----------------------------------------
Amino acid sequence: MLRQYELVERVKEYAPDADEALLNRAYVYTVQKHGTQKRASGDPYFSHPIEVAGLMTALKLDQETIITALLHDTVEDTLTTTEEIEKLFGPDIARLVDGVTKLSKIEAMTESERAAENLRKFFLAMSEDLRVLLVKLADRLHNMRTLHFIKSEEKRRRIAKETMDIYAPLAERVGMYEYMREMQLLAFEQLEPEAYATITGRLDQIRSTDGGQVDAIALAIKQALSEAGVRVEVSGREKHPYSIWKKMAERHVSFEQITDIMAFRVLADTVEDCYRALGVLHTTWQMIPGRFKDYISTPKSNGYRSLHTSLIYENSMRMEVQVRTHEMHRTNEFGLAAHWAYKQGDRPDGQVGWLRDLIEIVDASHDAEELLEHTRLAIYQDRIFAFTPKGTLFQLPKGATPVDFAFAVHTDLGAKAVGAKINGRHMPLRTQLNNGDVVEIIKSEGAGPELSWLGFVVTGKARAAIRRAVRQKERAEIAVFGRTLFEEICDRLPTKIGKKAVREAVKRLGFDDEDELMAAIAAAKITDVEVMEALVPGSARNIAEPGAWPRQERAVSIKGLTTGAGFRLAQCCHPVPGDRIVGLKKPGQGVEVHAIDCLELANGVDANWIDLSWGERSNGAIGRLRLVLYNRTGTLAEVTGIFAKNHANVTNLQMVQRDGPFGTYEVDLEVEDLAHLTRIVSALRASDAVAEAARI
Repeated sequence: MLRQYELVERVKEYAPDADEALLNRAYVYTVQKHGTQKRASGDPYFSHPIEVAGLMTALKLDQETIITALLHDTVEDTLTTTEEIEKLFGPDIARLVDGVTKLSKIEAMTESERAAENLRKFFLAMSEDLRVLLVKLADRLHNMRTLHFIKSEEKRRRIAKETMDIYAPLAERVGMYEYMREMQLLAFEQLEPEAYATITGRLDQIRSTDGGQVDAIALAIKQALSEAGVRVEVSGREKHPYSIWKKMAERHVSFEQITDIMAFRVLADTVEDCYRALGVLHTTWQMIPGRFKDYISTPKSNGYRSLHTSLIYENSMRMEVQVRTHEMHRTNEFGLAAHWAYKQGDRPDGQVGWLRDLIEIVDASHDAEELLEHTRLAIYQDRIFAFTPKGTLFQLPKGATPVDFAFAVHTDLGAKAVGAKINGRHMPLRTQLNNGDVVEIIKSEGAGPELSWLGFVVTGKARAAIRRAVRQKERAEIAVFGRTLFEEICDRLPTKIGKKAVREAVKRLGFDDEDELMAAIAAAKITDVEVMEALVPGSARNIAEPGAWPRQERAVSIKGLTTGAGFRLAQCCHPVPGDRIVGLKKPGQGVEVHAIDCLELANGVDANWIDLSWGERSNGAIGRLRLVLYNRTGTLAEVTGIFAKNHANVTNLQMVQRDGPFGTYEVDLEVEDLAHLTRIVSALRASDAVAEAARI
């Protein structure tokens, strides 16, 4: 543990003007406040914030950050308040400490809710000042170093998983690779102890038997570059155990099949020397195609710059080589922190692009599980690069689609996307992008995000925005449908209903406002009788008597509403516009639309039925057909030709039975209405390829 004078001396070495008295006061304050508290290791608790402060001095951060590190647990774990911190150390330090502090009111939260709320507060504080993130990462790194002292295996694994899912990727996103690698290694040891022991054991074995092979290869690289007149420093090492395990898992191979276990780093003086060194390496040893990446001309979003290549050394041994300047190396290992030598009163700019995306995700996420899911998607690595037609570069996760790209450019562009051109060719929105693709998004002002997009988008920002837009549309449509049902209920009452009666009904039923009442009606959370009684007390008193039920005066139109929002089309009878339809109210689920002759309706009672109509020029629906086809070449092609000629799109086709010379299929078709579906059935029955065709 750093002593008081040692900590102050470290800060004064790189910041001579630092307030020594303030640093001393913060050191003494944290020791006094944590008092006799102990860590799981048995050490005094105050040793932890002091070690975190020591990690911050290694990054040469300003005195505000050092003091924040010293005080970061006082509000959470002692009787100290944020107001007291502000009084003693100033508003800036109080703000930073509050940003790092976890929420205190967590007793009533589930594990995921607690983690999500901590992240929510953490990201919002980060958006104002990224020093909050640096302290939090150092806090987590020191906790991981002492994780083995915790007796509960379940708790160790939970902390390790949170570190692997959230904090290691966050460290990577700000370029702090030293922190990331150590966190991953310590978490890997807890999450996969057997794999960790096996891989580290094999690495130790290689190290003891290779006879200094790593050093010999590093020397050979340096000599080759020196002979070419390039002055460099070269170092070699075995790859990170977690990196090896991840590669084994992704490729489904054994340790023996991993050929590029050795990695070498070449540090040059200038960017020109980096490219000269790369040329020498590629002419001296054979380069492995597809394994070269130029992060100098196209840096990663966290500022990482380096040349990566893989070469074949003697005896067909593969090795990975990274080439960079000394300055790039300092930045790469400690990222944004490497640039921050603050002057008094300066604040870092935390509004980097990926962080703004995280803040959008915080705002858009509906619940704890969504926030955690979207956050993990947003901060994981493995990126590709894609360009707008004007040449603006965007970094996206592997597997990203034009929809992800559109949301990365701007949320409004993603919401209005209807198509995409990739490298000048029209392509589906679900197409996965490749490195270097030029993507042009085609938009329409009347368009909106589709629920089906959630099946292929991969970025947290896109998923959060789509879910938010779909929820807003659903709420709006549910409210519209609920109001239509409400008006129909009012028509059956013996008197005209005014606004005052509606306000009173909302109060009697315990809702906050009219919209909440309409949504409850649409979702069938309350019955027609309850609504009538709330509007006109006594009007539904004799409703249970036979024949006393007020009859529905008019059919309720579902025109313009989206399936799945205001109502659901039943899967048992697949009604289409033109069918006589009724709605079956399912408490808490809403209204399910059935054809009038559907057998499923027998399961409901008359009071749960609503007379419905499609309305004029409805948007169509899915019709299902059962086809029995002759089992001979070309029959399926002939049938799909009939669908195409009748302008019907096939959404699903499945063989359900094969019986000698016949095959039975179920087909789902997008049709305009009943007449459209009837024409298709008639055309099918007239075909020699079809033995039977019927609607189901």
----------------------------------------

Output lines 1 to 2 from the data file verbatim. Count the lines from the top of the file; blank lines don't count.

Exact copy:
Amino acid sequence: MLRQYELVERVKEYAPDADEALLNRAYVYTVQKHGTQKRASGDPYFSHPIEVAGLMTALKLDQETIITALLHDTVEDTLTTTEEIEKLFGPDIARLVDGVTKLSKIEAMTESERAAENLRKFFLAMSEDLRVLLVKLADRLHNMRTLHFIKSEEKRRRIAKETMDIYAPLAERVGMYEYMREMQLLAFEQLEPEAYATITGRLDQIRSTDGGQVDAIALAIKQALSEAGVRVEVSGREKHPYSIWKKMAERHVSFEQITDIMAFRVLADTVEDCYRALGVLHTTWQMIPGRFKDYISTPKSNGYRSLHTSLIYENSMRMEVQVRTHEMHRTNEFGLAAHWAYKQGDRPDGQVGWLRDLIEIVDASHDAEELLEHTRLAIYQDRIFAFTPKGTLFQLPKGATPVDFAFAVHTDLGAKAVGAKINGRHMPLRTQLNNGDVVEIIKSEGAGPELSWLGFVVTGKARAAIRRAVRQKERAEIAVFGRTLFEEICDRLPTKIGKKAVREAVKRLGFDDEDELMAAIAAAKITDVEVMEALVPGSARNIAEPGAWPRQERAVSIKGLTTGAGFRLAQCCHPVPGDRIVGLKKPGQGVEVHAIDCLELANGVDANWIDLSWGERSNGAIGRLRLVLYNRTGTLAEVTGIFAKNHANVTNLQMVQRDGPFGTYEVDLEVEDLAHLTRIVSALRASDAVAEAARI
Repeated sequence: MLRQYELVERVKEYAPDADEALLNRAYVYTVQKHGTQKRASGDPYFSHPIEVAGLMTALKLDQETIITALLHDTVEDTLTTTEEIEKLFGPDIARLVDGVTKLSKIEAMTESERAAENLRKFFLAMSEDLRVLLVKLADRLHNMRTLHFIKSEEKRRRIAKETMDIYAPLAERVGMYEYMREMQLLAFEQLEPEAYATITGRLDQIRSTDGGQVDAIALAIKQALSEAGVRVEVSGREKHPYSIWKKMAERHVSFEQITDIMAFRVLADTVEDCYRALGVLHTTWQMIPGRFKDYISTPKSNGYRSLHTSLIYENSMRMEVQVRTHEMHRTNEFGLAAHWAYKQGDRPDGQVGWLRDLIEIVDASHDAEELLEHTRLAIYQDRIFAFTPKGTLFQLPKGATPVDFAFAVHTDLGAKAVGAKINGRHMPLRTQLNNGDVVEIIKSEGAGPELSWLGFVVTGKARAAIRRAVRQKERAEIAVFGRTLFEEICDRLPTKIGKKAVREAVKRLGFDDEDELMAAIAAAKITDVEVMEALVPGSARNIAEPGAWPRQERAVSIKGLTTGAGFRLAQCCHPVPGDRIVGLKKPGQGVEVHAIDCLELANGVDANWIDLSWGERSNGAIGRLRLVLYNRTGTLAEVTGIFAKNHANVTNLQMVQRDGPFGTYEVDLEVEDLAHLTRIVSALRASDAVAEAARI